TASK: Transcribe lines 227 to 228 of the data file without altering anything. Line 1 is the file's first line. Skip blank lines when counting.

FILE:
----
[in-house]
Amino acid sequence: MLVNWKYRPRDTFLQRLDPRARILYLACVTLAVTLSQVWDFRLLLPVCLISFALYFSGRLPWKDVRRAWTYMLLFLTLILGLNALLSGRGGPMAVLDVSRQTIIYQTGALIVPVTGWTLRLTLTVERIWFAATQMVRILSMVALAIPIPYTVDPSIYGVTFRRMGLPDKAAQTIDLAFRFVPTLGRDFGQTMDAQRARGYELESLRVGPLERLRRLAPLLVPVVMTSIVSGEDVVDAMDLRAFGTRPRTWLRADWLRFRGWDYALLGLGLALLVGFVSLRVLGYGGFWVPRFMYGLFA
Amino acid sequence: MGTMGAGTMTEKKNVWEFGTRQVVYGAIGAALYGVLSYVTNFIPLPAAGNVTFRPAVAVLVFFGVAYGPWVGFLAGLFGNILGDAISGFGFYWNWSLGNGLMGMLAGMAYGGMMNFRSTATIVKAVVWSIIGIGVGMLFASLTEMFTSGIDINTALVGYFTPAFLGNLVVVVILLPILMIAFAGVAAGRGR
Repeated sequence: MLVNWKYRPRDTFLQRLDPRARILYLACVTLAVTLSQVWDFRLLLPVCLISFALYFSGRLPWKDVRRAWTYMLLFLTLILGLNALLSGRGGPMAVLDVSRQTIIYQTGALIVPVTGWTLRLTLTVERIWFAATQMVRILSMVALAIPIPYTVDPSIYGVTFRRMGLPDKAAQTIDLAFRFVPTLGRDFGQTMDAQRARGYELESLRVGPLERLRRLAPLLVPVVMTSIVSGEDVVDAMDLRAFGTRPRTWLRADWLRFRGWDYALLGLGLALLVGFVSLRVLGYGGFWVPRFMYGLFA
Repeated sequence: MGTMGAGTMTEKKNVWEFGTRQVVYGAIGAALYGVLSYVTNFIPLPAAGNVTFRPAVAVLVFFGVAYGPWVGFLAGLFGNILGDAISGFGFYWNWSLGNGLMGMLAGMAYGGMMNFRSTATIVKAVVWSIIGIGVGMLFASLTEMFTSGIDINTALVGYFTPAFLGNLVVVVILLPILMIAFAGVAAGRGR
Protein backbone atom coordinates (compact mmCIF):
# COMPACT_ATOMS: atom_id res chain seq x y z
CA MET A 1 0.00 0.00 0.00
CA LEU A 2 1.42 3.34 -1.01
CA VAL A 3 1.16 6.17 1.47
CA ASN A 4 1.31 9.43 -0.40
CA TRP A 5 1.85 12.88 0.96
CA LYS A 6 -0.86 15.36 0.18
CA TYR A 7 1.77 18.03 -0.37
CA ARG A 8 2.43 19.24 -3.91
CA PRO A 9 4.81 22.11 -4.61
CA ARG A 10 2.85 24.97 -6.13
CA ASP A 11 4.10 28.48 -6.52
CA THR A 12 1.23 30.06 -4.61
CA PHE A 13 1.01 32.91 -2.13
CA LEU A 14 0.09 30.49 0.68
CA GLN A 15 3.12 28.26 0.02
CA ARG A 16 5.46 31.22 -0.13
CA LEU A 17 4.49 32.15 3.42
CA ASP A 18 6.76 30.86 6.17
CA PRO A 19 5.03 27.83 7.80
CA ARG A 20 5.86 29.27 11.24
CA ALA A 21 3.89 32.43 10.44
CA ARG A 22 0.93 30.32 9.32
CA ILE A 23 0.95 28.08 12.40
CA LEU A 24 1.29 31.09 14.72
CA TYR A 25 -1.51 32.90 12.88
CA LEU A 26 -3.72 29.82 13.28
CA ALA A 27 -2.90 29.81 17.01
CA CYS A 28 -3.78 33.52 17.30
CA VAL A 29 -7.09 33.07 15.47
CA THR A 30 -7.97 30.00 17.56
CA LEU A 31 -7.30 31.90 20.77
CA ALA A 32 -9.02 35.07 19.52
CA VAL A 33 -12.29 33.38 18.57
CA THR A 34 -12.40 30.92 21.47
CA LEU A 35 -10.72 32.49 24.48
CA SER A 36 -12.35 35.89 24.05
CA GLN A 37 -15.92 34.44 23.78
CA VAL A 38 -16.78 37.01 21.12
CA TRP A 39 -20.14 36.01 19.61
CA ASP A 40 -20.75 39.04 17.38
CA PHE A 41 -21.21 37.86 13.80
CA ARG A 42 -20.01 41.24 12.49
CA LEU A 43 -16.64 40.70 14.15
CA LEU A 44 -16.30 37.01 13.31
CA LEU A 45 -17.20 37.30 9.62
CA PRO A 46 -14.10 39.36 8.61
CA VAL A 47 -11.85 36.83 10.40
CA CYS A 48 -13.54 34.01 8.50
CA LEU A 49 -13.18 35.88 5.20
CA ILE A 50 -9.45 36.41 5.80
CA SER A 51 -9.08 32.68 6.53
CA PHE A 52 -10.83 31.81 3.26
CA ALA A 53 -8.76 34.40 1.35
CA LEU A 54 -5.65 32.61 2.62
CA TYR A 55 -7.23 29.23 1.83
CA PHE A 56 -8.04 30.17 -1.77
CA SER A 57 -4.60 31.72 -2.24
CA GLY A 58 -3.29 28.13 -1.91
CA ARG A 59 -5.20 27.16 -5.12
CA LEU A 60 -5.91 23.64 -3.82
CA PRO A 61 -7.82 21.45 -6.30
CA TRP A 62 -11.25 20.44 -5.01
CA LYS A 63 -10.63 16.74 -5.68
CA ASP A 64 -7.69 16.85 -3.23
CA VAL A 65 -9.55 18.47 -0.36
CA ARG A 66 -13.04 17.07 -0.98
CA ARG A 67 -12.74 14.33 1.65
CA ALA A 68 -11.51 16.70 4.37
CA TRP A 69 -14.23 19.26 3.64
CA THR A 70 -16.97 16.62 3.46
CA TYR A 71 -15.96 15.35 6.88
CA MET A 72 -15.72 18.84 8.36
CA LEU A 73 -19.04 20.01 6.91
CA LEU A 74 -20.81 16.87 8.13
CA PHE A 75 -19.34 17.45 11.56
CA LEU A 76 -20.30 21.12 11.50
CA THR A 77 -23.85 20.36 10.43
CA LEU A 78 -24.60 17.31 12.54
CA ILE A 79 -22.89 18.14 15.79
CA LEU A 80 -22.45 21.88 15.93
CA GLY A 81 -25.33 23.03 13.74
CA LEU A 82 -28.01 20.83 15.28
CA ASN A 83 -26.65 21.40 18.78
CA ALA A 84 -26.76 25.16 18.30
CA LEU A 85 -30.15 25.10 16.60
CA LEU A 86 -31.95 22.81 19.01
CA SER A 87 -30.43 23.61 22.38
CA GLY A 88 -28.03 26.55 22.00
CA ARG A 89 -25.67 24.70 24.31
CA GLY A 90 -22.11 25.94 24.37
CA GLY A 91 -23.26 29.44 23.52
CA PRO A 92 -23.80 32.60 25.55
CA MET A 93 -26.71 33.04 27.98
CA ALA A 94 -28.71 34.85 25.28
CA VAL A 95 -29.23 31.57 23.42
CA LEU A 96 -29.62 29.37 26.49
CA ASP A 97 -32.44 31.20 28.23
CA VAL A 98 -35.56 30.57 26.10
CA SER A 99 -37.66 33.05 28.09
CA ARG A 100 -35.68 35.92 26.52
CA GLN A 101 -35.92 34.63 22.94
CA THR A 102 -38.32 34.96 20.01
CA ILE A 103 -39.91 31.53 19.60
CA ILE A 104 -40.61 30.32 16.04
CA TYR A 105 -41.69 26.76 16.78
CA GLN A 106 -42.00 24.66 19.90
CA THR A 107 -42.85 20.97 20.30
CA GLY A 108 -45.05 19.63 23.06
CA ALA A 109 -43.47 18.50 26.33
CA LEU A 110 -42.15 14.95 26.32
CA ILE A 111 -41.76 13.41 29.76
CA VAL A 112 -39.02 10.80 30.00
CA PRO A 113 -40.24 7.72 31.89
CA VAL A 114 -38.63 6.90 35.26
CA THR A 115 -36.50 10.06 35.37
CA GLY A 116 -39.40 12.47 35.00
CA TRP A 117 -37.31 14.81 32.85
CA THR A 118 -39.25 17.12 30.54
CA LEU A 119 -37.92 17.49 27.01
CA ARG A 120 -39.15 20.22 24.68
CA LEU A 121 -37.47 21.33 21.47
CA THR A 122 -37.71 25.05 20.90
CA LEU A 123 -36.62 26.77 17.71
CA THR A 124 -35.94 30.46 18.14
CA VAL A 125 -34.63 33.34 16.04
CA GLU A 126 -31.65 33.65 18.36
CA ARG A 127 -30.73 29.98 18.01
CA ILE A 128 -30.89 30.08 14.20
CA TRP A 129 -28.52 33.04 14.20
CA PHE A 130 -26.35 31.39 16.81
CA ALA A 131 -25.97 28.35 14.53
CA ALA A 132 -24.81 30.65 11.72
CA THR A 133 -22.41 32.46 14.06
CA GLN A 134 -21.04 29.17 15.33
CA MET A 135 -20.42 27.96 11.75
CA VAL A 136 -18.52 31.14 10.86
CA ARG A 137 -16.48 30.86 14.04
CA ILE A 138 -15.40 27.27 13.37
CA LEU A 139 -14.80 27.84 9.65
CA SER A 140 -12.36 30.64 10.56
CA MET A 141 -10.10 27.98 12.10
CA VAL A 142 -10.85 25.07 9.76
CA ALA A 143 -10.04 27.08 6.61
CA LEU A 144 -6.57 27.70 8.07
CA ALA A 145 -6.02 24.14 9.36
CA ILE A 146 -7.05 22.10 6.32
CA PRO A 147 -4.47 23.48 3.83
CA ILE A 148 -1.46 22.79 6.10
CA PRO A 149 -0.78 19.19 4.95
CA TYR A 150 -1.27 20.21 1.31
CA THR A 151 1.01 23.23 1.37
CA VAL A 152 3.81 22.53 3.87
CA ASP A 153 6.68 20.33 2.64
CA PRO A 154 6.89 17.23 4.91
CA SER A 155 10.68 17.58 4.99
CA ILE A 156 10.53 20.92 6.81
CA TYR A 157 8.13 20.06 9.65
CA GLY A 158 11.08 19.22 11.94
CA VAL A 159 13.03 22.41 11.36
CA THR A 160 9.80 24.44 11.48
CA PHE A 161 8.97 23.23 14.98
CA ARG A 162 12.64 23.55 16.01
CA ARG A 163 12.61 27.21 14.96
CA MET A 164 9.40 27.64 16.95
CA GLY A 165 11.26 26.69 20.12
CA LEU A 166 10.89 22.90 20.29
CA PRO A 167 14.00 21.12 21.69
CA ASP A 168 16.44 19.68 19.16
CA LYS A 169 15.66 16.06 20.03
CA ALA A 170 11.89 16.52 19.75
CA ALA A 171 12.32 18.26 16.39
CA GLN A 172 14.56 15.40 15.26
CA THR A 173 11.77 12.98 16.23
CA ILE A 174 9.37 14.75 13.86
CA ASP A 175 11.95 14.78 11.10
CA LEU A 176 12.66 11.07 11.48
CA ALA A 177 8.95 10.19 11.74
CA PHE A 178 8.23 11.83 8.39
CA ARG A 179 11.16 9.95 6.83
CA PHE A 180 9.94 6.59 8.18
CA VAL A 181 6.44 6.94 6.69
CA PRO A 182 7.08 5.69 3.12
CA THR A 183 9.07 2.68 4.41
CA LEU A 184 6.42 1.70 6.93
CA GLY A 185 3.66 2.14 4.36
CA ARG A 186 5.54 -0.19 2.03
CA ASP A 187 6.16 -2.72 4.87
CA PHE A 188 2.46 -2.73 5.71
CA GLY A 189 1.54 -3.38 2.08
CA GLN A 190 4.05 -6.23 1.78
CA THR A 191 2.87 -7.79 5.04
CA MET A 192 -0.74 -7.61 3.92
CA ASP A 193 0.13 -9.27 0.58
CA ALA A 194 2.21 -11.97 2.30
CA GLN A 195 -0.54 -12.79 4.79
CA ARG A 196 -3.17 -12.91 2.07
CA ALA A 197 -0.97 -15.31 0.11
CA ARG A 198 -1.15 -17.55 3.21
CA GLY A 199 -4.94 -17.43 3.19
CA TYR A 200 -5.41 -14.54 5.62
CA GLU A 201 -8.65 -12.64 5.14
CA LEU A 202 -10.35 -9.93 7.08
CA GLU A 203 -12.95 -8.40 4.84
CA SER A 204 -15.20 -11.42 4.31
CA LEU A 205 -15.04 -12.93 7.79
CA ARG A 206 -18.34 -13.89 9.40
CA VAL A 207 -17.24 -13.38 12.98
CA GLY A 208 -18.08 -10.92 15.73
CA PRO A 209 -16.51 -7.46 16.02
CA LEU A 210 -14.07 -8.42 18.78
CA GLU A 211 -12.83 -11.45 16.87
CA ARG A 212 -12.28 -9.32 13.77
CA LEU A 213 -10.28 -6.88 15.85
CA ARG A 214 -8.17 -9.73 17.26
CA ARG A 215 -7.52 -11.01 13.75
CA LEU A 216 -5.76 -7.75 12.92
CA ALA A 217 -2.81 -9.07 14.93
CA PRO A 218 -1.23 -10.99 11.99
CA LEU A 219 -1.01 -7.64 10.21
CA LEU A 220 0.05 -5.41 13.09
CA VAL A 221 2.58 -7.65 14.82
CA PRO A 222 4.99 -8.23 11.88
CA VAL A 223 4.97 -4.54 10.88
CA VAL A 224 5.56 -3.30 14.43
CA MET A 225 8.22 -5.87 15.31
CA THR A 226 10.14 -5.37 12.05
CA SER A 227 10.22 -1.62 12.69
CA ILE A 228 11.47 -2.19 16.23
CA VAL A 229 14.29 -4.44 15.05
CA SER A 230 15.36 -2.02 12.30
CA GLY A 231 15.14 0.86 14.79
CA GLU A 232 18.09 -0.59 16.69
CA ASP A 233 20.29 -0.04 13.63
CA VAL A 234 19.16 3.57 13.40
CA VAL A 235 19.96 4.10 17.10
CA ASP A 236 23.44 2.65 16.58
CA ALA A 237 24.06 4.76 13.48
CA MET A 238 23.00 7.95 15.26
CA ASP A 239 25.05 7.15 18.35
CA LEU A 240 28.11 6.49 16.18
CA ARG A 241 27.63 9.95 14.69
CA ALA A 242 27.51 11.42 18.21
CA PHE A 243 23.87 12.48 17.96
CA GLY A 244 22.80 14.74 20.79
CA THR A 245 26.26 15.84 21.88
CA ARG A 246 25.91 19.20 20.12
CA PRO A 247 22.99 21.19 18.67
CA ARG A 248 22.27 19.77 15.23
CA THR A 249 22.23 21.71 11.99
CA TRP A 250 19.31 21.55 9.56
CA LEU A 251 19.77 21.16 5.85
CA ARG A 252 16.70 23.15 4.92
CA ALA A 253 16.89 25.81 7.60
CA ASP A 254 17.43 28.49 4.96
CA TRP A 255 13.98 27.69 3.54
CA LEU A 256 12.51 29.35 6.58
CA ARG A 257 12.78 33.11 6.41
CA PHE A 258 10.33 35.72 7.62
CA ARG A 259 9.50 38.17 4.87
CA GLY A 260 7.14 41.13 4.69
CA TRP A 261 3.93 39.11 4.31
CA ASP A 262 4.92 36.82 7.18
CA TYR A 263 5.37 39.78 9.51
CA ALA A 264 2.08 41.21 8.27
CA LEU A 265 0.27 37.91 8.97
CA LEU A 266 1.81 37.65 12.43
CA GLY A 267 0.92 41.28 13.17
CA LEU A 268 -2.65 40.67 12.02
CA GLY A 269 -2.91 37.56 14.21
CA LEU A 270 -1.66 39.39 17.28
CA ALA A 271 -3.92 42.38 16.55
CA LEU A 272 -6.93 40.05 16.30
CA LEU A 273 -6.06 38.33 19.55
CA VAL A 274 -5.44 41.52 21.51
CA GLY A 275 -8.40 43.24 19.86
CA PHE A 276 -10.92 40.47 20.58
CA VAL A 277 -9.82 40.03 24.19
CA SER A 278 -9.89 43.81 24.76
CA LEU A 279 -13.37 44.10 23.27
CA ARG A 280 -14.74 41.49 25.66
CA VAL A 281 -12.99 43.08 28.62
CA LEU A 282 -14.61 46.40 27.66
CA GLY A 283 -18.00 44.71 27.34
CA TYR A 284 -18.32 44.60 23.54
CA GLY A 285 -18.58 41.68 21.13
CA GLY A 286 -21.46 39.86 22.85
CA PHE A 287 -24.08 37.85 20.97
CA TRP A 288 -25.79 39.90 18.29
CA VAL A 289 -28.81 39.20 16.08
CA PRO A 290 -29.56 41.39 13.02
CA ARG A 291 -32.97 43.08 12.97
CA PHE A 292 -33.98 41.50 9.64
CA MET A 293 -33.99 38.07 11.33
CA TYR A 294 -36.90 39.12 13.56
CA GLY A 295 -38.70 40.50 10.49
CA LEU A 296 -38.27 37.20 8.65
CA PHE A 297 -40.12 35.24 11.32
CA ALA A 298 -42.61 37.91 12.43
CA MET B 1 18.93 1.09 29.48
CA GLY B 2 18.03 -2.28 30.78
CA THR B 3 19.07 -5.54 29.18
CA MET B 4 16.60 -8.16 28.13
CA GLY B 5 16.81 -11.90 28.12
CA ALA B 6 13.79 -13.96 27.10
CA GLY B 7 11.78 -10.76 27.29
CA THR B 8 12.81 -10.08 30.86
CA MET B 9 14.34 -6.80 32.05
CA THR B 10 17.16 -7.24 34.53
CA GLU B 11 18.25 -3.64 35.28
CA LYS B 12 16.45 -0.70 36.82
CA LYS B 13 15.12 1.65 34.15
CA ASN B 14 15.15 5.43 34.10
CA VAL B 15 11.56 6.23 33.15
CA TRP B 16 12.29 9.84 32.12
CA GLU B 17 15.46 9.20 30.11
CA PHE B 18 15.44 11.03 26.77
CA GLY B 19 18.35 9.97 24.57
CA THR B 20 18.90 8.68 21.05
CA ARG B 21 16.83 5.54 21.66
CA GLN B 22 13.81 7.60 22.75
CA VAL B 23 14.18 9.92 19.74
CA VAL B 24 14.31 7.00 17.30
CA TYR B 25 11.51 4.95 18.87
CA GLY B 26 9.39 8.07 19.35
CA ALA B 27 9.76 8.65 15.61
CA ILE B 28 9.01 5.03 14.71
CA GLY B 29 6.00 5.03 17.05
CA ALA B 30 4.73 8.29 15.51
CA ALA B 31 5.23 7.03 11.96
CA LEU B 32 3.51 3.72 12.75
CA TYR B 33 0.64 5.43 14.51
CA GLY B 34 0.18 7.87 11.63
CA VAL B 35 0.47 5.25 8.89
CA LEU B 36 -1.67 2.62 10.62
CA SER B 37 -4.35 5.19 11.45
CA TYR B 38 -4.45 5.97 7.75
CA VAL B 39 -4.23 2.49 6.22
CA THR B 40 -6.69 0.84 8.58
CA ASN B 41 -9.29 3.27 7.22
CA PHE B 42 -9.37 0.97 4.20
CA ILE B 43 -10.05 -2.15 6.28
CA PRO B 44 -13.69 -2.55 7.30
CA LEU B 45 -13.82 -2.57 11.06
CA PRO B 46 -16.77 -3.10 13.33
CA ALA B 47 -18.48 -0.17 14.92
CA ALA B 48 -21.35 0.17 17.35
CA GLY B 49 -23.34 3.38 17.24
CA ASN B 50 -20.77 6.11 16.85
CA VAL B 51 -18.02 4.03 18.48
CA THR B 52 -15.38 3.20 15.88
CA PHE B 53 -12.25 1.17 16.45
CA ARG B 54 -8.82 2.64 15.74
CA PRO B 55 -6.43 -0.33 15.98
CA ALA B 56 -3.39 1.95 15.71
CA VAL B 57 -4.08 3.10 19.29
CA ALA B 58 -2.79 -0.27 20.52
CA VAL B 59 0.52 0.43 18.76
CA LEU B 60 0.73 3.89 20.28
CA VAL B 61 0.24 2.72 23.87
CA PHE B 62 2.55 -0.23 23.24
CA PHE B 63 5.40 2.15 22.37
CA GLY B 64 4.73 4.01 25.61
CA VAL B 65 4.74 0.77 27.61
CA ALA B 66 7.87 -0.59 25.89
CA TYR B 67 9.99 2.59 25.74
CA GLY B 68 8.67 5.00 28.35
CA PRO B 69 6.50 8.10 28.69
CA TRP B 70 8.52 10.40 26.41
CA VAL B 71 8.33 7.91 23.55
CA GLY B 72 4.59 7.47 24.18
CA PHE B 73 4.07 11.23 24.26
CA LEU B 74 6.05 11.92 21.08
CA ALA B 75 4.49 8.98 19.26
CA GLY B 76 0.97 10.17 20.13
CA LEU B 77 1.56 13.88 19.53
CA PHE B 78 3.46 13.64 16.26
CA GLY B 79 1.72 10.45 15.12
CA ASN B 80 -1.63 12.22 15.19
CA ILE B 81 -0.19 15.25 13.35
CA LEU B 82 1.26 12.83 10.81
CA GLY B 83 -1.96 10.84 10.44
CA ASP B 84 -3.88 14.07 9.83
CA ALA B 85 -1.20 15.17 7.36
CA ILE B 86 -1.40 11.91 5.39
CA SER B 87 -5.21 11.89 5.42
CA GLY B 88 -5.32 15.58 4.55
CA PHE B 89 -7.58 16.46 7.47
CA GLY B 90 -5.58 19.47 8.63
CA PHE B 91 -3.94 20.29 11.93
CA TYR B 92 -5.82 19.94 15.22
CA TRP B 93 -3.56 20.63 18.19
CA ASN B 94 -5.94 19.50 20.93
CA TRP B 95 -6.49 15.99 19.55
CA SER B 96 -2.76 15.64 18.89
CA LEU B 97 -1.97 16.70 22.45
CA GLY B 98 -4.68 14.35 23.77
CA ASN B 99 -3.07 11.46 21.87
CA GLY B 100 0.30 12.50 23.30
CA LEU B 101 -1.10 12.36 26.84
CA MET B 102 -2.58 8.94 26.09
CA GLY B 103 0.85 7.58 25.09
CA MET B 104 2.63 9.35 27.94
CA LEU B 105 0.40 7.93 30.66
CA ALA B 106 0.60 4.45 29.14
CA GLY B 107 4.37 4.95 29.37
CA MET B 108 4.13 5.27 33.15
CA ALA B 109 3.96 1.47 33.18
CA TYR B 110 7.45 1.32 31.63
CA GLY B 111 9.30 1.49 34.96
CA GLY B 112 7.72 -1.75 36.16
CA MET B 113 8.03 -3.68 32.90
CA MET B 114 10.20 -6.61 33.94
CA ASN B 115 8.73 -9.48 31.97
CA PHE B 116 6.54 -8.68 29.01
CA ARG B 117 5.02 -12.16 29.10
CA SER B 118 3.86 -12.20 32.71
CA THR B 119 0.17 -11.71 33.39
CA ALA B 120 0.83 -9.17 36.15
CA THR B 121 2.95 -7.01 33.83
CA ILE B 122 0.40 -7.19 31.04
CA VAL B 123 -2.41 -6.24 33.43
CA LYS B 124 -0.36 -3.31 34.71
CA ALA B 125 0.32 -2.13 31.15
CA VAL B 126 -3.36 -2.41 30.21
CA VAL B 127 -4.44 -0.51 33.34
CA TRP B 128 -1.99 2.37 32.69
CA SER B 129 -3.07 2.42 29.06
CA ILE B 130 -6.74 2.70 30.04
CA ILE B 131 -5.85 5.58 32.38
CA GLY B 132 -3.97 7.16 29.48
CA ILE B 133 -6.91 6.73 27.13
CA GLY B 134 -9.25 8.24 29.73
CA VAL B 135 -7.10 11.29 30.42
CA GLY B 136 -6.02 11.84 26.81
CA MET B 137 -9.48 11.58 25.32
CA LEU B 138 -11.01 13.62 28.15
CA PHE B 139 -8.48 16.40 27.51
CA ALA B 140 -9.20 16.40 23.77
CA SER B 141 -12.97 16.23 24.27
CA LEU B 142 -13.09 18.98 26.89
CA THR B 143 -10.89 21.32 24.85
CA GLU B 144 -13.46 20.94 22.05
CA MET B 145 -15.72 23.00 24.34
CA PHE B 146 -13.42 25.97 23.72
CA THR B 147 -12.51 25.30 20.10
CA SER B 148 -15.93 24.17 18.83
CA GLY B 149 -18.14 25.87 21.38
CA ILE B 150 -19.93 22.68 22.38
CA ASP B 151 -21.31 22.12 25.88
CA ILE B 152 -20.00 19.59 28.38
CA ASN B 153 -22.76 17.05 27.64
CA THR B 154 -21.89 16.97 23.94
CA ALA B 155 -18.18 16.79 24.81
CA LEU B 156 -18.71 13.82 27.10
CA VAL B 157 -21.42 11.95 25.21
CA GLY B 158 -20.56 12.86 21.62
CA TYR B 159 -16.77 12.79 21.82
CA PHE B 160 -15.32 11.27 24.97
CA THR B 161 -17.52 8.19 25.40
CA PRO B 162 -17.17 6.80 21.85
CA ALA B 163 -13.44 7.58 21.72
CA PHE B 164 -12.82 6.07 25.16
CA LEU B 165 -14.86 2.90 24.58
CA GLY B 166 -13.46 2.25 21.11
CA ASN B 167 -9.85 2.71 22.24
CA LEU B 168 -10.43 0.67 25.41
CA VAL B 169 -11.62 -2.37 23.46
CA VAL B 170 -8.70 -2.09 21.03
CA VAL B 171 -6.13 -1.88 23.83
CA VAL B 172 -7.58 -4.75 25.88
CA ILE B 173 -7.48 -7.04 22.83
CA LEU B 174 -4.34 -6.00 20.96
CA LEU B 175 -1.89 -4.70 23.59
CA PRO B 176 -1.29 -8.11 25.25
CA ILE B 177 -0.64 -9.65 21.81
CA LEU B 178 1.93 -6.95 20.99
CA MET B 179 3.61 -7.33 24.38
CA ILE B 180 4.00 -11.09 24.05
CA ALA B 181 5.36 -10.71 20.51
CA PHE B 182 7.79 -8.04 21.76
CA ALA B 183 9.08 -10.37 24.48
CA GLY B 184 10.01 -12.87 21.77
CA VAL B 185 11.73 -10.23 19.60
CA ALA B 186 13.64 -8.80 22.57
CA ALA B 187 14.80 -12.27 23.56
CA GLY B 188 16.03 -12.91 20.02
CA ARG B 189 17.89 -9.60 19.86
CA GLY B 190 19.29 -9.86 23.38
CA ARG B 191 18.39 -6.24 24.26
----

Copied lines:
CA LEU A 220 0.05 -5.41 13.09
CA VAL A 221 2.58 -7.65 14.82